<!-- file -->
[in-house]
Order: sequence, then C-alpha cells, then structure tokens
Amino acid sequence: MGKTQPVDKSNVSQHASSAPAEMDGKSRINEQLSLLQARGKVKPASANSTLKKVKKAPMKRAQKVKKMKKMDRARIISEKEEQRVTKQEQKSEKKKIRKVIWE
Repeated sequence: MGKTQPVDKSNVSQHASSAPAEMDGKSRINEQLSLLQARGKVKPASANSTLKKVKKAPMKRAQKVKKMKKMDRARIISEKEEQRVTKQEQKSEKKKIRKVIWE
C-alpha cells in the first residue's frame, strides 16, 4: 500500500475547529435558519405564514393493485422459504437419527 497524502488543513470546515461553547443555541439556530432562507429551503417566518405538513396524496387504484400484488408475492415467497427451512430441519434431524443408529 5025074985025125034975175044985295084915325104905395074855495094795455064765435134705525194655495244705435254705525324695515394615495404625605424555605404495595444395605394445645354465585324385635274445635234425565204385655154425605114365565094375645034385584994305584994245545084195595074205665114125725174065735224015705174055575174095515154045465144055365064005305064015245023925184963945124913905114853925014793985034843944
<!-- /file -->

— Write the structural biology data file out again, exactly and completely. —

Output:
[in-house]
Order: sequence, then C-alpha cells, then structure tokens
Amino acid sequence: MGKTQPVDKSNVSQHASSAPAEMDGKSRINEQLSLLQARGKVKPASANSTLKKVKKAPMKRAQKVKKMKKMDRARIISEKEEQRVTKQEQKSEKKKIRKVIWE
Repeated sequence: MGKTQPVDKSNVSQHASSAPAEMDGKSRINEQLSLLQARGKVKPASANSTLKKVKKAPMKRAQKVKKMKKMDRARIISEKEEQRVTKQEQKSEKKKIRKVIWE
C-alpha cells in the first residue's frame, strides 16, 4: 500500500475547529435558519405564514393493485422459504437419527 497524502488543513470546515461553547443555541439556530432562507429551503417566518405538513396524496387504484400484488408475492415467497427451512430441519434431524443408529 5025074985025125034975175044985295084915325104905395074855495094795455064765435134705525194655495244705435254705525324695515394615495404625605424555605404495595444395605394445645354465585324385635274445635234425565204385655154425605114365565094375645034385584994305584994245545084195595074205665114125725174065735224015705174055575174095515154045465144055365064005305064015245023925184963945124913905114853925014793985034843944